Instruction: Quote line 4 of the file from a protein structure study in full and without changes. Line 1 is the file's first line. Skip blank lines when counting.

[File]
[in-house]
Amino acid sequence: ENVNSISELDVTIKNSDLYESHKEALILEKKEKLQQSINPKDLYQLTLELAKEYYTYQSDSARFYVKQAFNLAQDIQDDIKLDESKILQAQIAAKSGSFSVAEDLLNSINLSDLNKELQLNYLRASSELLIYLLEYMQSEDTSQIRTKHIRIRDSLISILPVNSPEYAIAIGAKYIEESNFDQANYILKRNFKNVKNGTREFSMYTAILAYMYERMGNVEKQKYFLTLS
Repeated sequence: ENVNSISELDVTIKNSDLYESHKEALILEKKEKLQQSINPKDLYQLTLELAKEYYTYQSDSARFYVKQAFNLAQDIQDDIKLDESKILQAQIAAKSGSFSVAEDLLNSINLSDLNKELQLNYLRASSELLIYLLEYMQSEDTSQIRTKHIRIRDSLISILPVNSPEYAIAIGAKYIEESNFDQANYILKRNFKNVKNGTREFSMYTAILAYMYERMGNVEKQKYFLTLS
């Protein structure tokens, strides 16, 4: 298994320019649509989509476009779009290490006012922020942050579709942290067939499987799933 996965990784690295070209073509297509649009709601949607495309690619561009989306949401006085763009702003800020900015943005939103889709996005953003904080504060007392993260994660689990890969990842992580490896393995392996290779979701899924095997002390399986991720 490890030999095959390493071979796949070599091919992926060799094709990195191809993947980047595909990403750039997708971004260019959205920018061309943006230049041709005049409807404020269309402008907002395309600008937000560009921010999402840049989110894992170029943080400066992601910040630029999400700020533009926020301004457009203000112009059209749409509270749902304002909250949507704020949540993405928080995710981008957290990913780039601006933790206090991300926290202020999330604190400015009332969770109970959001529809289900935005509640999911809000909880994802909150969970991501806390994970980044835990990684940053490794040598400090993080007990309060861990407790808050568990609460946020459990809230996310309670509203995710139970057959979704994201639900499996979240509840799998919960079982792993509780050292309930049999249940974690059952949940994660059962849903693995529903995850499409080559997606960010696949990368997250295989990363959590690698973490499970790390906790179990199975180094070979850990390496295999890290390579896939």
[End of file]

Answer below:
């Protein structure tokens, strides 16, 4: 298994320019649509989509476009779009290490006012922020942050579709942290067939499987799933 996965990784690295070209073509297509649009709601949607495309690619561009989306949401006085763009702003800020900015943005939103889709996005953003904080504060007392993260994660689990890969990842992580490896393995392996290779979701899924095997002390399986991720 490890030999095959390493071979796949070599091919992926060799094709990195191809993947980047595909990403750039997708971004260019959205920018061309943006230049041709005049409807404020269309402008907002395309600008937000560009921010999402840049989110894992170029943080400066992601910040630029999400700020533009926020301004457009203000112009059209749409509270749902304002909250949507704020949540993405928080995710981008957290990913780039601006933790206090991300926290202020999330604190400015009332969770109970959001529809289900935005509640999911809000909880994802909150969970991501806390994970980044835990990684940053490794040598400090993080007990309060861990407790808050568990609460946020459990809230996310309670509203995710139970057959979704994201639900499996979240509840799998919960079982792993509780050292309930049999249940974690059952949940994660059962849903693995529903995850499409080559997606960010696949990368997250295989990363959590690698973490499970790390906790179990199975180094070979850990390496295999890290390579896939």